Advocates say ranked choice voting could also save taxpayer money by reducing the number of elections that are needed. In some city races, for example, ranked choice voting would eliminate the need for runoff elections — the system is sometimes known as “instant runoff” voting — when no one gets a majority of the vote.
Tempe City Councilwoman Lauren Kuby, a ranked choice voting advocate who is on Voter Choice Arizona’s advisory board, noted that because the city’s charter requires a runoff election when there are seven or more candidates running for its at-large council seats, Tempe will need two municipal elections next year for the first time since 2014.
Opponents of ranked choice voting have a number of arguments against the system. Some argue that it violates the principle of one person, one vote, upon which democratic elections are based.
Others argue that it’s more complicated for voters and is often difficult to explain in simple terms. Once the ballots are cast, ranked choice voting makes the counting and reporting of election results more complicated as well. New York City had major problems counting votes over the summer, though it’s debatable whether those problems were actually related to the city’s new ranked choice voting system.
Patchen said much of the criticism of ranked choice voting comes from partisans who don’t like the way it dilutes the power that the Democratic or Republican parties have over elections.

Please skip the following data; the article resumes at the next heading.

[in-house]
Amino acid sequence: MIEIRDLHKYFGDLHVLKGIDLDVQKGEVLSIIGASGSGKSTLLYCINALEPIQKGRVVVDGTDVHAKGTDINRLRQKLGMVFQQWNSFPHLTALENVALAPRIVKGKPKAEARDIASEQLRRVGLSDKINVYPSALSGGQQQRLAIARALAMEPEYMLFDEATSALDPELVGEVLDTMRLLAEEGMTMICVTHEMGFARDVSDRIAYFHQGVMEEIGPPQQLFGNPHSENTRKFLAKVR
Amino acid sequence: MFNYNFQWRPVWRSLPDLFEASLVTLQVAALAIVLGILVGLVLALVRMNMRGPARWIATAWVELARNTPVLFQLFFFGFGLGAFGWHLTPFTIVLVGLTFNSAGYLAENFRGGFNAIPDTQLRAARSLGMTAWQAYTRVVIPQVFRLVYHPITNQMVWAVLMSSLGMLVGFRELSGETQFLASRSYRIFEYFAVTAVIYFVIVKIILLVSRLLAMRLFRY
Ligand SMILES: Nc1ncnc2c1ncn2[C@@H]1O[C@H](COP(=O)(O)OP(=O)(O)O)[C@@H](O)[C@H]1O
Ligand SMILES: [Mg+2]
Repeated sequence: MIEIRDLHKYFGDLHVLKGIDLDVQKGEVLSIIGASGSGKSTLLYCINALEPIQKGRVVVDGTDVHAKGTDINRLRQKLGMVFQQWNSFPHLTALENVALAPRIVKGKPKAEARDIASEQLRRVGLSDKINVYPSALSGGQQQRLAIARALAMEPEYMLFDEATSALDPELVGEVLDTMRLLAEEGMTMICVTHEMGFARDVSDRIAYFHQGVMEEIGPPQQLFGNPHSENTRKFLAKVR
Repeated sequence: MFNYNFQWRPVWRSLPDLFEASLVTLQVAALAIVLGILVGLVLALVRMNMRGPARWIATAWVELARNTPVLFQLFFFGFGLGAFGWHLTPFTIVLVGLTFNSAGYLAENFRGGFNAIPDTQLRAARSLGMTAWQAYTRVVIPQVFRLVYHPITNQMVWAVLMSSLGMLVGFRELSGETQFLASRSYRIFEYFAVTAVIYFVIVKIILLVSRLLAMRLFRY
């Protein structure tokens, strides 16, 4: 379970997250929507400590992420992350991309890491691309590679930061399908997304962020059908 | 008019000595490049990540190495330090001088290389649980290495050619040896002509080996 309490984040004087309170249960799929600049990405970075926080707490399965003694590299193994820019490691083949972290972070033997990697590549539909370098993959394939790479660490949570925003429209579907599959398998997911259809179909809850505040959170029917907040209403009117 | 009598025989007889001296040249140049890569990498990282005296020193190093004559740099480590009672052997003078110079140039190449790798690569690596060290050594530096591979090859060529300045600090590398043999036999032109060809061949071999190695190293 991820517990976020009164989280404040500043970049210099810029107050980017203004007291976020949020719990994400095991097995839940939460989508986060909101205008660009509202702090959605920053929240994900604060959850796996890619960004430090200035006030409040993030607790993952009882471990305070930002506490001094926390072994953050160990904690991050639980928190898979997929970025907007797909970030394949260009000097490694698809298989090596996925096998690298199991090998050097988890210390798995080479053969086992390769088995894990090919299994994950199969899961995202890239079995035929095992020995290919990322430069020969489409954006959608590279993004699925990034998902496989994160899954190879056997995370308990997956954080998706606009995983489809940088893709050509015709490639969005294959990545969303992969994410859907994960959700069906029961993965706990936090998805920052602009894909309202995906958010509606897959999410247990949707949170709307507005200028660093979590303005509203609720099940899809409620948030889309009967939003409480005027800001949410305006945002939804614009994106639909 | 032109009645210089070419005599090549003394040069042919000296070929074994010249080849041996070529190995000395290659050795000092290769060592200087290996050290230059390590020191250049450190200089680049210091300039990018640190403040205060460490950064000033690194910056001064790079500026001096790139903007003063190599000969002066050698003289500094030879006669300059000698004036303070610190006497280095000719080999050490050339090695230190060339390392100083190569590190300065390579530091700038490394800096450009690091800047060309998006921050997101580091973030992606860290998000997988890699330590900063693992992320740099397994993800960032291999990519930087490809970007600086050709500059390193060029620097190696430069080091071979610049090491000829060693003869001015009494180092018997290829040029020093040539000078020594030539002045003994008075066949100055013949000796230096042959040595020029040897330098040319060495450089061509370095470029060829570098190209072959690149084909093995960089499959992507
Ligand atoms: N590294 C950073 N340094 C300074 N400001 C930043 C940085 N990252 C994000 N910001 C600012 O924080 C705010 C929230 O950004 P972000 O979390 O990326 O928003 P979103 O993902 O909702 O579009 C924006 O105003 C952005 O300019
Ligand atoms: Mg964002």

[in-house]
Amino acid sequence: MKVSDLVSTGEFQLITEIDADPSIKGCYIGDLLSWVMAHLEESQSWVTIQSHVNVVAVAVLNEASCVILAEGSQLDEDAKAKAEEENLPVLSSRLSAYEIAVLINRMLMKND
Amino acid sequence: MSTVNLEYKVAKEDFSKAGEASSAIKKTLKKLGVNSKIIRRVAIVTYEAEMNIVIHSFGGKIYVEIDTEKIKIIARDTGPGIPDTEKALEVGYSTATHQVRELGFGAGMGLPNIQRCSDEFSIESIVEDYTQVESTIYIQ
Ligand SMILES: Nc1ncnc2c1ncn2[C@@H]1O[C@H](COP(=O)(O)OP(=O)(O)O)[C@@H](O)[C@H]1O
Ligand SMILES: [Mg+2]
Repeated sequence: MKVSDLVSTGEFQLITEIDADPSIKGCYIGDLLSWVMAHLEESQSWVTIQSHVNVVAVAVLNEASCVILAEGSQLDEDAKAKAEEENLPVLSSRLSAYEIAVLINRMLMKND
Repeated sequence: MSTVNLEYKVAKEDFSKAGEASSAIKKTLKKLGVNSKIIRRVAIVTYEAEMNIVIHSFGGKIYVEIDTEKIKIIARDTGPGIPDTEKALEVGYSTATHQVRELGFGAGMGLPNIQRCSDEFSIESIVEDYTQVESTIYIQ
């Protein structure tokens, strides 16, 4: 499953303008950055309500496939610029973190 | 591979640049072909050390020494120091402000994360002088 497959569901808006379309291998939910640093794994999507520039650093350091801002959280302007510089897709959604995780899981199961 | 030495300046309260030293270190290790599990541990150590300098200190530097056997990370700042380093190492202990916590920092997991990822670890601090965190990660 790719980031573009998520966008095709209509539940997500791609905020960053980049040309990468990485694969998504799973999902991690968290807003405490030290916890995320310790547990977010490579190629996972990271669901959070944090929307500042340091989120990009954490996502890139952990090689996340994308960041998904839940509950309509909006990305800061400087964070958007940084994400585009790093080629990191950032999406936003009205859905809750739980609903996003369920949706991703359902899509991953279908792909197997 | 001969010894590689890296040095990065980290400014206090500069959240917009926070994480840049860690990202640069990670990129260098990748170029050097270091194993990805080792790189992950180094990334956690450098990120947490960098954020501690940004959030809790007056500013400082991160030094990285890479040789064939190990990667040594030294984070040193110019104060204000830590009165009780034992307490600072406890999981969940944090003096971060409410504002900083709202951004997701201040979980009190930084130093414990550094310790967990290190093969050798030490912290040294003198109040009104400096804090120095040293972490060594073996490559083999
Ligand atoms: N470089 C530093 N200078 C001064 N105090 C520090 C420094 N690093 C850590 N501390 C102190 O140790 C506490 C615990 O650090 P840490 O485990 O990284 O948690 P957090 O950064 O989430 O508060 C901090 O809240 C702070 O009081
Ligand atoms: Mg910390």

A long way to go
There’s a long way to go before ranked choice voting has a chance to become a reality in Arizona.
Kuby said the easiest way to get ranked choice voting on the ballot in Tempe would be for the City Council to refer it. But she hasn’t found much interest among her colleagues. She said she’s reached out to two other council members — open meeting laws prevent her from contacting more outside of an official public meeting — and was rebuffed by both.
That leaves the more difficult process of collecting thousands of signatures to refer it to the ballot. It’s too late to do so for the city’s election in March, but still a possibility for November. Kuby said overwhelming support for recent initiatives to ban anonymous “dark money” and reduce campaign contribution limits show that Tempe voters strongly favor electoral reforms.